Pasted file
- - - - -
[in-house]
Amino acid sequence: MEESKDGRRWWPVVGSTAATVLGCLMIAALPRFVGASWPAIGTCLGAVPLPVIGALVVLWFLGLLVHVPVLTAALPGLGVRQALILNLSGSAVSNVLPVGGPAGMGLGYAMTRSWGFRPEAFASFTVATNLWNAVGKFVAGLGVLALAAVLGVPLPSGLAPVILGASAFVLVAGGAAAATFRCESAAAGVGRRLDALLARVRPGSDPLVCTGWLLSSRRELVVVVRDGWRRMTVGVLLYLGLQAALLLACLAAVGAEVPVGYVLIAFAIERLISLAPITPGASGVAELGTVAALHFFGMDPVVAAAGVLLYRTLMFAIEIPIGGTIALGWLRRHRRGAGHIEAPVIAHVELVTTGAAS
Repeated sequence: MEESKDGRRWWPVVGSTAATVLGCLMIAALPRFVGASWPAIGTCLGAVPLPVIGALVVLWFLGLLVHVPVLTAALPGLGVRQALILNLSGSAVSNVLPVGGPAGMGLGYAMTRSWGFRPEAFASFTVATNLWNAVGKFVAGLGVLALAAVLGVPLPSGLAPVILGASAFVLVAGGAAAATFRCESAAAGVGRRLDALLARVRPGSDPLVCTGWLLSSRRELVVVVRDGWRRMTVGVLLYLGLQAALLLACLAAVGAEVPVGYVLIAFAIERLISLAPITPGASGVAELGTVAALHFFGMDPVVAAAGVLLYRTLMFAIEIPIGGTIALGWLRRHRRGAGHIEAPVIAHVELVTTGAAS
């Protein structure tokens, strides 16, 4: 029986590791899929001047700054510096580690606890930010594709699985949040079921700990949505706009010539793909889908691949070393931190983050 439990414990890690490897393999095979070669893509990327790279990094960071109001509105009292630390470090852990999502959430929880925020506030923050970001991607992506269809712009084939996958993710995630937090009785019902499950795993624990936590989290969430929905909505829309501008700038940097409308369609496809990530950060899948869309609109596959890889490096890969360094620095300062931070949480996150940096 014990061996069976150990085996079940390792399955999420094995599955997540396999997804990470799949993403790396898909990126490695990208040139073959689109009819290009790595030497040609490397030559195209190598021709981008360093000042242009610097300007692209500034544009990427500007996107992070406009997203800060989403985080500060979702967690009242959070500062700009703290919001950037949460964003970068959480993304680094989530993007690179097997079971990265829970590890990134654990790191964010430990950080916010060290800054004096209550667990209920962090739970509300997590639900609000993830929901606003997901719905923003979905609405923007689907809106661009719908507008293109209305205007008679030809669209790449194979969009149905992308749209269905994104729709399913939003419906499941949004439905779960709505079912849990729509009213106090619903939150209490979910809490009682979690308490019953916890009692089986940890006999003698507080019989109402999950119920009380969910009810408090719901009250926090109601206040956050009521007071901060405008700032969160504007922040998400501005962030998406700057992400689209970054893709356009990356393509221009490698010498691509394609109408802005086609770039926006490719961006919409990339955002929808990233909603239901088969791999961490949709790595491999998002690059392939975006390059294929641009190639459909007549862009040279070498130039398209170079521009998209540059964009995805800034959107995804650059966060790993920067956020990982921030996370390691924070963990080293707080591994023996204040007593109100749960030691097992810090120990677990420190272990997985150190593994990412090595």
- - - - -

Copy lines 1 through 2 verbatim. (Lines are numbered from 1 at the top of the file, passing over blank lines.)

[in-house]
Amino acid sequence: MEESKDGRRWWPVVGSTAATVLGCLMIAALPRFVGASWPAIGTCLGAVPLPVIGALVVLWFLGLLVHVPVLTAALPGLGVRQALILNLSGSAVSNVLPVGGPAGMGLGYAMTRSWGFRPEAFASFTVATNLWNAVGKFVAGLGVLALAAVLGVPLPSGLAPVILGASAFVLVAGGAAAATFRCESAAAGVGRRLDALLARVRPGSDPLVCTGWLLSSRRELVVVVRDGWRRMTVGVLLYLGLQAALLLACLAAVGAEVPVGYVLIAFAIERLISLAPITPGASGVAELGTVAALHFFGMDPVVAAAGVLLYRTLMFAIEIPIGGTIALGWLRRHRRGAGHIEAPVIAHVELVTTGAAS